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February 15, 2013     Post-Gazette
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February 15, 2013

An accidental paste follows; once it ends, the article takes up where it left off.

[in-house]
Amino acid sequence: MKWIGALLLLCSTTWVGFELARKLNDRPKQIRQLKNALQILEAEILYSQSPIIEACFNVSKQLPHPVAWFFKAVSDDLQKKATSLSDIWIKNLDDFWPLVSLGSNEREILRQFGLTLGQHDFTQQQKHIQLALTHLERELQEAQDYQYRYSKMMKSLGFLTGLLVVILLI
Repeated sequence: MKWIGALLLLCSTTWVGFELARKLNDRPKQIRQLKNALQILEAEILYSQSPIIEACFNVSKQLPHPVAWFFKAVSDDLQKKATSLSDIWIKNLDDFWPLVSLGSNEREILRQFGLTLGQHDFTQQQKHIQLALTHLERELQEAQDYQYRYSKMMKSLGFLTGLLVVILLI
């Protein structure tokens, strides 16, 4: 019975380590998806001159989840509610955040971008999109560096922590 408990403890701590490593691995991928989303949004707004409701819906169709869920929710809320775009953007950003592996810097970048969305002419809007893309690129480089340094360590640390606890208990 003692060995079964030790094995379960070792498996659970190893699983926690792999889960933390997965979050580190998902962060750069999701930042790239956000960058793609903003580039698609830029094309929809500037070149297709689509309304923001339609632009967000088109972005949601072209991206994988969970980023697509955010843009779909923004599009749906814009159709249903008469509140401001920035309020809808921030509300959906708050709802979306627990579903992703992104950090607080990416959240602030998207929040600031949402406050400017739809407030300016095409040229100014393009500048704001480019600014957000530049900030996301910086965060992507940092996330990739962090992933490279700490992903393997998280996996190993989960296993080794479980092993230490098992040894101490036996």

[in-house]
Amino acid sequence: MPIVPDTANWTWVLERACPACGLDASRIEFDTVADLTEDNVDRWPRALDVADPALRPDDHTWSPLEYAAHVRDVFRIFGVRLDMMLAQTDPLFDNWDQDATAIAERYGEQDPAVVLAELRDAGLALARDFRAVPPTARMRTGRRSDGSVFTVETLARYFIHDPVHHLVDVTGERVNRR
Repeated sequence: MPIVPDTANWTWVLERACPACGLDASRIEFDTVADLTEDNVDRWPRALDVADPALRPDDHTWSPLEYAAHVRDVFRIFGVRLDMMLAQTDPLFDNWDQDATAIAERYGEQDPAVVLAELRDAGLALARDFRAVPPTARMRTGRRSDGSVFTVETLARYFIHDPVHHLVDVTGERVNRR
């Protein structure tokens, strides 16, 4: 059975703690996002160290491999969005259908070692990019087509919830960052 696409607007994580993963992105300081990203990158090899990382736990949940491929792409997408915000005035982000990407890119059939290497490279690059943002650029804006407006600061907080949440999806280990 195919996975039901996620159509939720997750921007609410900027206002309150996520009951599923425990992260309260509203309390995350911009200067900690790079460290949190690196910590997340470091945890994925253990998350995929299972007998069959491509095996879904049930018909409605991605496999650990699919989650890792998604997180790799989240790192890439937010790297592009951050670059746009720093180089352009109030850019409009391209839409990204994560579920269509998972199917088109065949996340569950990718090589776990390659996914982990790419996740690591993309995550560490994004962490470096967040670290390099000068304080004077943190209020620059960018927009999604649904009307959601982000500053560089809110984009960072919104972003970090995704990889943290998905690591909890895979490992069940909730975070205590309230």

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Page 4 POST-GAZETTE, FEBRUARY 15, 2013 Deep inside, we know that Lent in 2013 began this a festive springtime. After spring is coming. Not even past Wednesday, Ash Wed- all, the English word for Lent the layers of snow dumped nesday, February 13% Reli- derives from the same root by Storm Nemo could disguise the rosy light of a late evening sky or the increasing chat- ter of birds singing from the bare bushes. However, for many of us, the winter sea- son still reigns supreme. The thermometer dips to the low twenties, causing nights when the air stands so chili that I want nothing more than to rush home and gulp down a mug'of hot chocolate. Nemo's thick blanket of snow will likely remain on the ground for a long time -- but even if there was no snow, the ground below us would still reveal unsightly patches of dirt and dry grass left over from summer. Seasonal pro- duce also varies unpredict- ably, as the oranges and lem- ons of winter peter out before the tender herbs and peas of spring can line the super- market shelves. Rather than a herald of gloom, however, this liminal period simply represents nature's renewal and regeneration for the rap- idly approaching spring. Once we understand that nature proceeds to awaken from her slumber underneath all this snow, seasonal periods like Lent will make all the more sense. The vernal equinox and the joyous celebration of Easter loom closer every day, and just like the natural world around us, we too must purify our beings and examine our consciousness before em- barking on a springtime ad- venture. With its restorative qualities and voyage of dis- covery, the Lenten season safely carries us over into spring. giously, Lent comprises the 40 days before the most im- portant feast of the Christian calendar, Easter. These days function as a phase of prepa- ration for Easter, marked by purification rituals such as fasting, prayer, charity and self-reflection. Symbolically, Lent coincides with the sea- son when nature too is puri- fying itself after a long win- ter, readying for the great re- birth that is spring. In order to experience the joy of Eas- ter, or spring in general, one must embrace the thought- fulness and self-contempla- tion that accompanies such big changes, and Lent offers us all that opportunity. When my father and grandparents were growing up in Italy, Lent, or la Quaresima, served as a somber and solemn time period, matching the barren- ness of nature. Though the rules have loosened up over the years, the habit of purifi- cation remains at the center of Lenten practices both in Italy and elsewhere. Hence the custom of giving up some- thing for Lent, a tradition which is not mentioned in the Bible but perfectly fits into the cleansing folk rituals of the season. The purpose of Lenten abstinence should not be depravation, but rather a chance to improve oneself or examine one's priorities and values. This Lent, for example, I will give up idle snacking after 8:00 pm in or- der to make more conscien- tious choices about how and why I eat. Lent promises, however, that all this hard work will find its rewards in All the glory that was Rome ..... Pompei Bistro * Beer * Wine Richard 00.mance Agency Since 1969 FOR ALL YOUR INSURANCE NEEDS AUTO * HOMEOWNERS * TENANTS COMMERCIAL Experience makes the difference 209 BROADWAY, REVERE, MA 02151 Tel. 781.284.1100 Fax 781.284.2200 Free Parking Adjacent to Building as lengthen, describing the beautiful, growing sun of spring days. Lent is not just about giv- ing up treats, however. Lent also permits the growth of unique traditions and folk customs that define the pre-Easter period. A familiar Lenten rule involves shun- ning meat on Fridays, so Ital- ians creatively designed many fish or vegetable based dishes for the period. Visi- tors to Italy during Lent will encounter small-town farm- ers' markets and city shops laden with fresh fish such as baccald (cod) and spring veg- etables, from which cooks can whip up hearty min- estrone. According to author Helen Barolini in her book Festa, a simple and tradi- tional Lenten Italian dessert is pizza frita, or fried pizza dough dusted with sugar. My mother and grandmother would frequently make this dessert when I was younger, much to my delight, though I had no idea that this delicious snack was associated with the Lenten season. Italians also find reason to celebrate on the fourth Sunday of Lent, called Mezza Quaresima, or mid-Lent. A feast that honors both the nearness of Easter and the halfway point of Lent, many Italian towns celebrate this holiday with processions and parties reminiscent of Carnival. Of course, with all the self- reflection and purification that accompanies Lent, it is important to remember that giving is just as significant as denying. People in Italy and around the world honor Lent with charity work and community service, and there is truly no better way to commemorate the light of spring than by doing good deeds. When the glitter of Car- nival and the crumbs of St. Valentine's Day candies are swept away, the erratic and unfruitful period between winter and spring can seem even more barren and cold. However, the journey of Lent reminds us that the promise of Easter and spring, is never far away. Just as sprouts begin to stir beneath the frost and robins fly back from the winter homes, just as buds nuzzle out of tree branches and melting snow drips down the street drains, we too can enter a meditative period of self-examination and inner cleansing. We can ready ourselves for the joy that is spring. Lent permits us to challenge ourselves, perform charitable acts, and observe new and exciting traditions of the world. With Lent, we honor change and rebirth, darkness and light, and emerge as better people into the spring sunshine. Ally Di Censo is a Graduate Student in History at the Uni- versity of Massachusetts Bos- ton. She appreciates any com- ments and suggestions about Italian holidays and folklore at ' Oh Deer, What Seems Sometimes you just come across a news story that seems so incredibly dumb you must comment on it. This news item came off the pages of the Wall Street Journal and it caught my instant attention because of the subject matter in ques- tion. The case of Dani the orphan baby deer and the couple who took her in and saved her life has now reached the highest levels of Indiana's State Capitol. This human interest story began in 2010 about 60 miles east of Indianapolis when Jeff Counceller, a police of- ficer in Connersville was on call and came upon an in- jured baby whitetail deer. He recalled recently that the deer was in very bad shape, bitten several times and was near death. He took it in and he and his wife Jennifer named the fawn Dani and began taking care of the tiny animal. Officer Counceller stated, "As you bottle feed something, it becomes at- tached to you and you be- come attached to it." How- ever, in Indiana, what this couple did was illegal. They broke the law because it is a crime to possess a white- tail deer. Now the deer is in trouble and so too the couple who saved its life. They have been charged with a misde- meanor of illegally having a whitetail deer in their pos- session. Now, it seems all of Indiana has entered into a debate over whether the Councellers are to be hon- ored for saving little Dani or punished by the criminal justice system. Jeff Counceller knew that the deer eventually would have to be returned to the wild and the couple starting "weaning" themselves off Dani to prepare the animal for life back in the woods. Dani actually left their care in June 2012 but not before the dreaded conservation the Matter with You? officers caught wind of their lawbreaking and opened up an investigation. It seems after the law showed up to say Dani would be executed for having too much human contact, that was when Dani was freed to run wild again. Charges were even- tually brought up against these "Bonnie and Clydes" and they face 60 days be- hind bars and fines, if con- victed. The couple refuses to plea bargain and awaits a trial by their peers if necessary. The Councellers have be- come folk heroes in the area and have garnished a ground- swell of support across the country on the Internet. Recently, Governor Mike Pence who was just sworn into office in January re- ceived a briefing on this case. It appears the governor is apparently backing the conservation office action. Perhaps what this couple did with the best of inten- tions may have been illegal but should state government make a federal case out of it? Most of us know that wild animals need to be in the wild but when you find a little baby deer dying, your instincts to save it some- times overwhelm the logic of not saving it. In this case, Dani is hopefully still out there alive, well and grow- ing. Hopefully, she won't get eaten alive by predators but even if she does, did saving its life as a little baby that bad of deed to punish two good human beings who re- spected the life of even one little deer? I say "Free the Councel- lers" and thank them for trying to do the right thing. Nursing a baby deer to health seems like the least of our problems in modern-day so- ciety, doesn't it? Finally, if you see Bambi out there, tell her to get out of Indiana pretty quick. WARD 3 DEMOCRATS TO HOLD CAUCUS Saturday, February 23, 2013 Registered Democrats in Ward 3 of Boston will hold a caucus at the Nazzaro Community Center, (30 North Bennet Street) on Saturday, February 23, 2013 at 10:30 am to elect dele- gates to the 2013 Massachusetts Democratic Convention. Registration will begin at 10:00 am. The Convention will be held on Saturday, June I st at the Tsongas Arena in Lowell. Democrats from across the Commonwealth will gather that day to debate and adopt a party platform. The caucus is open to all registered Democrats in Ward Three. For further caucus information, please contact Ward Chairman Jason A. Aluia at WardThreeDem@gmaiLcom.